The key to that shot is using the light to isolate the subject. To achieve that you must restrict the light from hitting the background. Here is the best set up shot I have from that shoot:
Unfortunately you cannot see the flash in that shot (a Nikon SB600 with a radio trigger), it was on a light stand high and just outside the left side of the frame. You can however see that I used a piece of plexiglass suspended between two chairs with a large black cloth suspended behind. By using the plexiglass instead of an opaque background I could make sure that the only thing being lit by the flash was the subject. Only a little post processing was necessary to remove a couple scratches and smudges in the plexiglass.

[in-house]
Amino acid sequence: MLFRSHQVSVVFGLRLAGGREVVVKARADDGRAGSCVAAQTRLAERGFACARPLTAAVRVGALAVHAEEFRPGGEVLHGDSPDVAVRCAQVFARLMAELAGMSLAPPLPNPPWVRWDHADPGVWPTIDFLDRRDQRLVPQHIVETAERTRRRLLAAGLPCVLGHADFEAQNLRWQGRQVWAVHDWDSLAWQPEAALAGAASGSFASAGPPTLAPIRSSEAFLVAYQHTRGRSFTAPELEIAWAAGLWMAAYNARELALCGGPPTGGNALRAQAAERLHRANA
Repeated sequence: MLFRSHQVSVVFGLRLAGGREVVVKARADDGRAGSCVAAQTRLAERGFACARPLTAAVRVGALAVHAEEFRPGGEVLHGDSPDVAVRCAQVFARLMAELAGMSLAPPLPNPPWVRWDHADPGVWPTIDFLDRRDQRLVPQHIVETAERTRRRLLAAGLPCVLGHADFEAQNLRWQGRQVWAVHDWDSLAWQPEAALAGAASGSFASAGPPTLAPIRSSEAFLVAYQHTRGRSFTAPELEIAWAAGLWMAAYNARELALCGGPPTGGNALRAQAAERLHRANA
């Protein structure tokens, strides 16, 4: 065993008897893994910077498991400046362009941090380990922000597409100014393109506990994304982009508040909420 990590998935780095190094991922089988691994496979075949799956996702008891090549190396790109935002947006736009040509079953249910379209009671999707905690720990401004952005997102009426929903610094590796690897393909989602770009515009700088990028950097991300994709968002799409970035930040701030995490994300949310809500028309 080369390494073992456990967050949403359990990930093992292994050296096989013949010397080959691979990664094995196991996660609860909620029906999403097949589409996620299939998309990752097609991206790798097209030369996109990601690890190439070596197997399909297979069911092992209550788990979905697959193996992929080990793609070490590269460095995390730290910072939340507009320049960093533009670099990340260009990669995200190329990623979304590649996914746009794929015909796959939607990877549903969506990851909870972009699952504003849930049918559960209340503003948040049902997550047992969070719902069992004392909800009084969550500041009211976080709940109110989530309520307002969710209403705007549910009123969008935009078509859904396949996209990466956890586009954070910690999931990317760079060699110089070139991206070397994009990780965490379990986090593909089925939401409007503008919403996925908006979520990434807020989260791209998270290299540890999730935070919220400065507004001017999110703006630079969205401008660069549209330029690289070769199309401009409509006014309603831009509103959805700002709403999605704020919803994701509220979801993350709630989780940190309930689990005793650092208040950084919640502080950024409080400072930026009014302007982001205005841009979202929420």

I also restricted the beam of the flash using a grid spot to keep any light from splashing onto the background. Here is another example of the flash with the grid spot in another shoot:
As you can see, the beam is much more narrow than usual. That setup was used for this shot:
The last thing needed to make a nice solid black background is to use a relatively high shutter speed to that none of the ambient light makes it into the shot and the flash provides the only light. In fact, in the crestie shot I did not use a background at all, I just dimmed the lights in the room and used a shutter speed around 1/250.
Sorry this ended up so long-winded and technical, I'll be happy to provide any clarification if anyone needs.